I’ve used the word “game” incessantly, but this isn’t really a game; gameplay remains its weakest facet. But in context of the entire season, some of the negativity around the launch content is misunderstood. As I said, this is an extension of the show. Video is the primary component, and the best gameplay, while simplistic, comprises of well recreated tracks that helped me better understand the adventures of three middle aged men that I will never be able to undertake myself.
Narrowing focus to the gameplay — each episode is about 20 minutes if you skip through the videos or closer to an hour with them — The Grand Tour Game is not a racing game; it’s an arcade puzzle game that features cars. The racing is simple, the drifting is ridiculous, and the photo and puzzle match sections are closer to WarioWare than Forza. The medals plastered upon each scene reinforce your aim is to win gold in each puzzle, and while that might entail winning a race, motorsport has little to do with it.
Of course, for all the well crafted tracks, there is twice as much filler content and repetition between the episodes. It’s clear some elements of the show were given more attention than others, where new tracks were built, whereas plenty of races (that aren’t actually in the show) use re-skinned variants of the same tracks; actually, sometimes there’s not even a new skin, despite being set on the opposite side of the world. But you get what you pay for. There must have been a mandate for around 20 minutes of gameplay per episode, and it’s clear when a pointless, reused race is just making up the numbers.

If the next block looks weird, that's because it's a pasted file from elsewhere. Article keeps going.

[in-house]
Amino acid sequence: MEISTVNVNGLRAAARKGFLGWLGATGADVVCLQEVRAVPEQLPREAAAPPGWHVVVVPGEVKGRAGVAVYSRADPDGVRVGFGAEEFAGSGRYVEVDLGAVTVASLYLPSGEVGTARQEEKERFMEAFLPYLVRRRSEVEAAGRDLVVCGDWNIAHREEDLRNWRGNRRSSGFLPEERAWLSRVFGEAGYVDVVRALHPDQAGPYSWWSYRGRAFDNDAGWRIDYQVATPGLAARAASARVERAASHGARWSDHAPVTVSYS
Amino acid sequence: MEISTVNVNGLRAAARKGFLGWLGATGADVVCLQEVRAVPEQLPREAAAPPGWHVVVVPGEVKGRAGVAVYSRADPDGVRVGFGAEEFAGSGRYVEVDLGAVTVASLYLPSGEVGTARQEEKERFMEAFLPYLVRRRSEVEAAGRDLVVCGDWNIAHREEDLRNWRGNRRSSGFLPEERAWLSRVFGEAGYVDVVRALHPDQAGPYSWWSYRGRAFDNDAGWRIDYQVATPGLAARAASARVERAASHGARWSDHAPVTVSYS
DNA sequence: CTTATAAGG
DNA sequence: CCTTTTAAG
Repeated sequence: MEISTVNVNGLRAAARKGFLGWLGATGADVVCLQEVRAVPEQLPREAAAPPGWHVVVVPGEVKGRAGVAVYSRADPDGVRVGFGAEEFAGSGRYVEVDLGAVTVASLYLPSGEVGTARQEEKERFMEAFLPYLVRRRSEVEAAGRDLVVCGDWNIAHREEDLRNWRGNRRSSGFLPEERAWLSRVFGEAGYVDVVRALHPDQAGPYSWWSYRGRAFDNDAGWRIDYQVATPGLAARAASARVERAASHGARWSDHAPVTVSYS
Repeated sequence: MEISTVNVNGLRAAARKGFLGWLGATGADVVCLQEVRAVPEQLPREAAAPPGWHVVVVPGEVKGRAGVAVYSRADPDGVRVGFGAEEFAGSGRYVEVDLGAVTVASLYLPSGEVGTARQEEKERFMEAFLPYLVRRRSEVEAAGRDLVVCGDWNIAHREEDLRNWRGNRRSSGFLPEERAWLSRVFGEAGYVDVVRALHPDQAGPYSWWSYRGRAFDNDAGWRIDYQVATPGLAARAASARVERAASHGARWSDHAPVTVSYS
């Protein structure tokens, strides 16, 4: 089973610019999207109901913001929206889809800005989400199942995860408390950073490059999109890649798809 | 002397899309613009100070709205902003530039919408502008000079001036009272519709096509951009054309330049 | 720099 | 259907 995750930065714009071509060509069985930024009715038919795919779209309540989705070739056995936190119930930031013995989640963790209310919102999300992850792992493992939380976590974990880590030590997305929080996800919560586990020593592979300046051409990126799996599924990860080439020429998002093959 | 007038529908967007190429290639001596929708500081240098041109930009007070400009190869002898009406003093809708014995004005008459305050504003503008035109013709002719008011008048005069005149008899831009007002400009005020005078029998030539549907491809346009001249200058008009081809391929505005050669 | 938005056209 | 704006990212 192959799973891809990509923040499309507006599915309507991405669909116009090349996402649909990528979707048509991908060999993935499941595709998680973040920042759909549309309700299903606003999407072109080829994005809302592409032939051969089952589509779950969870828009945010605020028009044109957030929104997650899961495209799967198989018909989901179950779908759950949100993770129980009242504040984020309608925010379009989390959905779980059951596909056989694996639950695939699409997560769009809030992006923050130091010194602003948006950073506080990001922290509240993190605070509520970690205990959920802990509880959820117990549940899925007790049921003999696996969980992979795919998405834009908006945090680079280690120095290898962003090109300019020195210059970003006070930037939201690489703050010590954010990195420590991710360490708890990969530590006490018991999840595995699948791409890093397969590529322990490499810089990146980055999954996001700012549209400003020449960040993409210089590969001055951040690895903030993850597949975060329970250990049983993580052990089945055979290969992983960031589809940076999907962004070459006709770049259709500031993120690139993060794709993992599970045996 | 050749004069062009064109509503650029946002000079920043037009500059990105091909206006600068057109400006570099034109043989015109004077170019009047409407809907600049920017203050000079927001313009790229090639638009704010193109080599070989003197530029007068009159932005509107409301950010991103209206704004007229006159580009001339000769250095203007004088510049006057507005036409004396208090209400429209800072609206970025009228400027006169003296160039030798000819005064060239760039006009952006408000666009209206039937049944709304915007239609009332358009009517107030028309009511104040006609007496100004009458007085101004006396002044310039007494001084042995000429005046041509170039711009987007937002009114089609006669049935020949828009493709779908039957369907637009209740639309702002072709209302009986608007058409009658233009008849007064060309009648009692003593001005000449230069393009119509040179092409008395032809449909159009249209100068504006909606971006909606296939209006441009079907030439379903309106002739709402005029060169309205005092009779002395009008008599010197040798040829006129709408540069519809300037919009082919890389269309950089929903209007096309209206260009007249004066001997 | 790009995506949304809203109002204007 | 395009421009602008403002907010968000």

Having spent more time with it, I don’t understand the inclusion of the terrible split-screen multiplayer mode. There are more tracks, more cars and more items to use since launch, but it still feels like a PS1 relic, and a poor one at that. There’s no online mode, which has since disappeared from the stats menu, but you’re never going to play this with mates by your side over Mario Kart 8 or Crash Team Racing — or any multiplayer game at your disposal. The campaign embraces the interactive Grand Tour experience over gameplay, but the split-screen mode has to reply upon its racing prowess alone, and that’s rubbish.
Viewed in context, there’s plenty of fun to be had here for fans of the show. It’s a AUD $20 interactive puzzle game that expands The Grand Tour beyond the confines of an hour of television each week. It isn’t trying to be a fully fledged racing game, and it isn’t priced like one. Just as The Grand Tour show isn’t really about the cars, The Grand Tour Game isn’t really about the gameplay.
The Grand Tour Game was reviewed on Xbox One and purchased by the reviewer. Click here to learn more about Stevivor’s scoring scale.